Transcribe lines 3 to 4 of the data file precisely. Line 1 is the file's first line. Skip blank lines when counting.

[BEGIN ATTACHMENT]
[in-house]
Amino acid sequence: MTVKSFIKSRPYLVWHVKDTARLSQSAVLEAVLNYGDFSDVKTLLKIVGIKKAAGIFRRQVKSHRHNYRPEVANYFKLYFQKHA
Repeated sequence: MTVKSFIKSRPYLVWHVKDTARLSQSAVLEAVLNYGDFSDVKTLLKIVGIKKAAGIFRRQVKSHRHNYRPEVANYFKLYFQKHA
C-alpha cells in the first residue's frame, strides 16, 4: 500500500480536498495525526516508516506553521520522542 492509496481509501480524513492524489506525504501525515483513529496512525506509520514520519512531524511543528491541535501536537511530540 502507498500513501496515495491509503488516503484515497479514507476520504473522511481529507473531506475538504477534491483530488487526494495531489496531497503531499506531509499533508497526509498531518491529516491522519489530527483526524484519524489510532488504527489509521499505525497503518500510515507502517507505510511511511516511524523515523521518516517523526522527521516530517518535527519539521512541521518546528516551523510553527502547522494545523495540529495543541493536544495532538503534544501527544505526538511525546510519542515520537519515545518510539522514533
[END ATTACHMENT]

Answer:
Repeated sequence: MTVKSFIKSRPYLVWHVKDTARLSQSAVLEAVLNYGDFSDVKTLLKIVGIKKAAGIFRRQVKSHRHNYRPEVANYFKLYFQKHA
C-alpha cells in the first residue's frame, strides 16, 4: 500500500480536498495525526516508516506553521520522542 492509496481509501480524513492524489506525504501525515483513529496512525506509520514520519512531524511543528491541535501536537511530540 502507498500513501496515495491509503488516503484515497479514507476520504473522511481529507473531506475538504477534491483530488487526494495531489496531497503531499506531509499533508497526509498531518491529516491522519489530527483526524484519524489510532488504527489509521499505525497503518500510515507502517507505510511511511516511524523515523521518516517523526522527521516530517518535527519539521512541521518546528516551523510553527502547522494545523495540529495543541493536544495532538503534544501527544505526538511525546510519542515520537519515545518510539522514533